St. Joan of Arc
Feast Day: May 30
In May of 1429, a young woman, clothed in white armor, rode her horse onto the battlefield at Orleans. Behind her marched hundreds of French soldiers. Following her battle cry, they defeated the English and won great victories for France during the Hundred Years’ War.
Jeanne d’Arc was only 17 years old when she won that battle. She fought to bring peace to her country. For nearly 100 years, the French and the English had been fighting. The French farmers and their families suffered greatly. English soldiers burned their fields and crops, and many people died of hunger.
Jeanne, or Joan as she is best known outside of France, had been born to one of these poor farm families in 1412. At the age of 13, she began hearing the voices of Sts. Michael, Catherine and Margaret. They encouraged her to help the French farmers.
So at 16, Joan left the farm and went to the palace of the French prince. She asked to lead his army. After she won the battle of Orleans, Joan led her soldiers to other victories. She was wounded several times.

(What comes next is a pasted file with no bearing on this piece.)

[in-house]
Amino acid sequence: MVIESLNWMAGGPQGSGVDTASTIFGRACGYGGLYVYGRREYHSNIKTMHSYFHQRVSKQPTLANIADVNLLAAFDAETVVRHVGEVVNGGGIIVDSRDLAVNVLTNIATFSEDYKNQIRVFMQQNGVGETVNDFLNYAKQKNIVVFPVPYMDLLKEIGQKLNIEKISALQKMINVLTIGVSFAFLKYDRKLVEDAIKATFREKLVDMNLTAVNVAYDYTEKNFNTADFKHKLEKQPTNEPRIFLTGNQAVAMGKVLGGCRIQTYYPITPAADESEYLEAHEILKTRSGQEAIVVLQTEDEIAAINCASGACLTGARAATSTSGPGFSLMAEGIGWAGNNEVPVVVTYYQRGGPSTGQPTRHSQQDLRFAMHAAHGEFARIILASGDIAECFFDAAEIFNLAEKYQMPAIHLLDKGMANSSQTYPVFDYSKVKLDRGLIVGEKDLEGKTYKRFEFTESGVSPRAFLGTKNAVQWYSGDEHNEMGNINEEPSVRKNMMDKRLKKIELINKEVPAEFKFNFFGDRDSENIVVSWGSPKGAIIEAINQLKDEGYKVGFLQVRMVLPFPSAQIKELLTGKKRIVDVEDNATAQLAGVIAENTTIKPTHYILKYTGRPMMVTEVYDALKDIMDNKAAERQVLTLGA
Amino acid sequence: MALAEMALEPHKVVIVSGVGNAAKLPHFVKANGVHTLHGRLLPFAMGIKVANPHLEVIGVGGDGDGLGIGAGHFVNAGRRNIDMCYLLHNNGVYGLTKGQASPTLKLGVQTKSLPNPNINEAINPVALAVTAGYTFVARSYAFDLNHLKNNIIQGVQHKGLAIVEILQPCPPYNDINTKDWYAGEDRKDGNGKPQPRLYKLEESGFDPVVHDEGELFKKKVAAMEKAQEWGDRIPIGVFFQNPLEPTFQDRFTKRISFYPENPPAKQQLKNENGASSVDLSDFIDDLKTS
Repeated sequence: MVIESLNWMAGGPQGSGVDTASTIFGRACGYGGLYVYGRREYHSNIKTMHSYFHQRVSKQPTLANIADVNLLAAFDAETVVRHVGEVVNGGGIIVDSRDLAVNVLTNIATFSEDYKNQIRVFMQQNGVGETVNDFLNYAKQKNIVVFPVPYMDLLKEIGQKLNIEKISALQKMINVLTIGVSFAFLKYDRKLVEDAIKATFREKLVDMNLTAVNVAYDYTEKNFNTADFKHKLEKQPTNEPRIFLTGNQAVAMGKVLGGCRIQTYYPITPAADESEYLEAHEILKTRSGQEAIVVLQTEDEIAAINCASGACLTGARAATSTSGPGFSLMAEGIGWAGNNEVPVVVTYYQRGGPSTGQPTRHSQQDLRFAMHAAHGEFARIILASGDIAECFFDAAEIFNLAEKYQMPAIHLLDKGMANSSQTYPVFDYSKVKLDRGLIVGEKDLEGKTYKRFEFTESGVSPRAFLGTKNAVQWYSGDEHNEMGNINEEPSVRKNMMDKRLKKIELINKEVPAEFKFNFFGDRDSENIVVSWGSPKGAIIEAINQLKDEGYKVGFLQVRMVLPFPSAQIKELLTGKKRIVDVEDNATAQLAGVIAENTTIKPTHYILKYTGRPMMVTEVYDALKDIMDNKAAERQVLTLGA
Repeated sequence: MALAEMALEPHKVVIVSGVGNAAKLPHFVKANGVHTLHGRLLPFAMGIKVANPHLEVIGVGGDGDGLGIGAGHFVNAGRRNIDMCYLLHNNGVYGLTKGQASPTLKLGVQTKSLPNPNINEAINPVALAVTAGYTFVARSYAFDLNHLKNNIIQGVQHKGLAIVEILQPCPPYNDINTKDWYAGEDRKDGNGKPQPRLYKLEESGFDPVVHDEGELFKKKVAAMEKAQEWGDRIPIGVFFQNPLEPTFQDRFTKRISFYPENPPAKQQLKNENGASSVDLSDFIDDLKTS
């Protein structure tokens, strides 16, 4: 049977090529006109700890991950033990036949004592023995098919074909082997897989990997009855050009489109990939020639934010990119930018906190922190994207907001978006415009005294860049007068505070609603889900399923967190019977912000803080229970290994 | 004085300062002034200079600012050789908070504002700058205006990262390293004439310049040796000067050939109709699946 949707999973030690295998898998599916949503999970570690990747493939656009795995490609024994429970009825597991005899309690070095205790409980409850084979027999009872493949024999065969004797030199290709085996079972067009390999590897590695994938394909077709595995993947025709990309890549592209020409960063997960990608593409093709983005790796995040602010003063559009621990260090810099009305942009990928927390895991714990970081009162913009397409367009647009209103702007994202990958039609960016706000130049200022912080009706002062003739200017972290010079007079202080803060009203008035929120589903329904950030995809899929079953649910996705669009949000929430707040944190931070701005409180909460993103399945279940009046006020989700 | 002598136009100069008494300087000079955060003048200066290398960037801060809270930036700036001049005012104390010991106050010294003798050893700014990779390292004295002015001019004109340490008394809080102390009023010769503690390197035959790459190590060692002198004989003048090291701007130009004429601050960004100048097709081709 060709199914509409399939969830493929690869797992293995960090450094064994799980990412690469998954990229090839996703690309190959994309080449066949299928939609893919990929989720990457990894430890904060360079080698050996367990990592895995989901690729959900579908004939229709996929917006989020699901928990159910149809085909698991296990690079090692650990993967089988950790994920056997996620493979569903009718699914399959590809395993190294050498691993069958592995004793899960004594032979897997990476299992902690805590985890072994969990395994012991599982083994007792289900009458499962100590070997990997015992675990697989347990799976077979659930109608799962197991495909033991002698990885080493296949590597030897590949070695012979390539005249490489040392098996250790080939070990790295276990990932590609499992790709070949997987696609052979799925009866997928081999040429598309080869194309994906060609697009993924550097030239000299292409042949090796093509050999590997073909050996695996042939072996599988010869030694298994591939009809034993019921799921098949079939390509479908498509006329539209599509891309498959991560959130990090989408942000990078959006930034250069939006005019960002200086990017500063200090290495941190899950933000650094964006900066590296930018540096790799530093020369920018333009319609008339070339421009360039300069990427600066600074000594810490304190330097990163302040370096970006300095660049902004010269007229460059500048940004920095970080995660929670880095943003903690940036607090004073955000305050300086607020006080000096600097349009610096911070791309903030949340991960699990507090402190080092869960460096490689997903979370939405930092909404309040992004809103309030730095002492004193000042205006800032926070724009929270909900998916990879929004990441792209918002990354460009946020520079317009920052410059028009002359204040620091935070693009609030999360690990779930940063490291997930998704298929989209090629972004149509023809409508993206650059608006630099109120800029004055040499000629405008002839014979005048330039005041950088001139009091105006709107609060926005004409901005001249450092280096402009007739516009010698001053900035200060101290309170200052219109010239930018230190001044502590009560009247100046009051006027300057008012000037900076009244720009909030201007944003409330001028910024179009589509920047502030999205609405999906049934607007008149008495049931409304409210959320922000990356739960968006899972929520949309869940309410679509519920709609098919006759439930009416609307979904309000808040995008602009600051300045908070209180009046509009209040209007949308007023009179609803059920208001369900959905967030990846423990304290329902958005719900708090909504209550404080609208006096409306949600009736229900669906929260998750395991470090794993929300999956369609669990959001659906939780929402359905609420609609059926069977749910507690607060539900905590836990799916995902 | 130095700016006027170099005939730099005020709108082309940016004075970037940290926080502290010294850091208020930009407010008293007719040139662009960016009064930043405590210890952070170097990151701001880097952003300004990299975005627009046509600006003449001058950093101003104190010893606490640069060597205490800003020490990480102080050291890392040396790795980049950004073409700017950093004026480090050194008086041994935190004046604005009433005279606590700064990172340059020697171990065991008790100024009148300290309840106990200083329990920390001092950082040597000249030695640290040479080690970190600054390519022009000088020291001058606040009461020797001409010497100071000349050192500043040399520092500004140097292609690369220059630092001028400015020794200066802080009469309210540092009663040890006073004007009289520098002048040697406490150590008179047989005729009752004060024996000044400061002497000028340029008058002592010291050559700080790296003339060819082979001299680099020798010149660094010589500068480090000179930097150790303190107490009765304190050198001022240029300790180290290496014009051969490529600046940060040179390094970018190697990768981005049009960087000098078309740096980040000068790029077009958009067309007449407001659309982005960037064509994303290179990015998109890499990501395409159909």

She was eventually captured by the enemy, and the English then purchased her as a prisoner and put her on trial. The English found Joan guilty of lying about the voices she heard. On May 30, 1431, they burned Joan to death. (She was only 19 years old.) But 25 years later, the Church found her innocent of all crime.
In 1920, the Church said that she was a true saint who had fought for what she believed. She is sometimes called the “Maid of Orleans” and is the patron saint of France.
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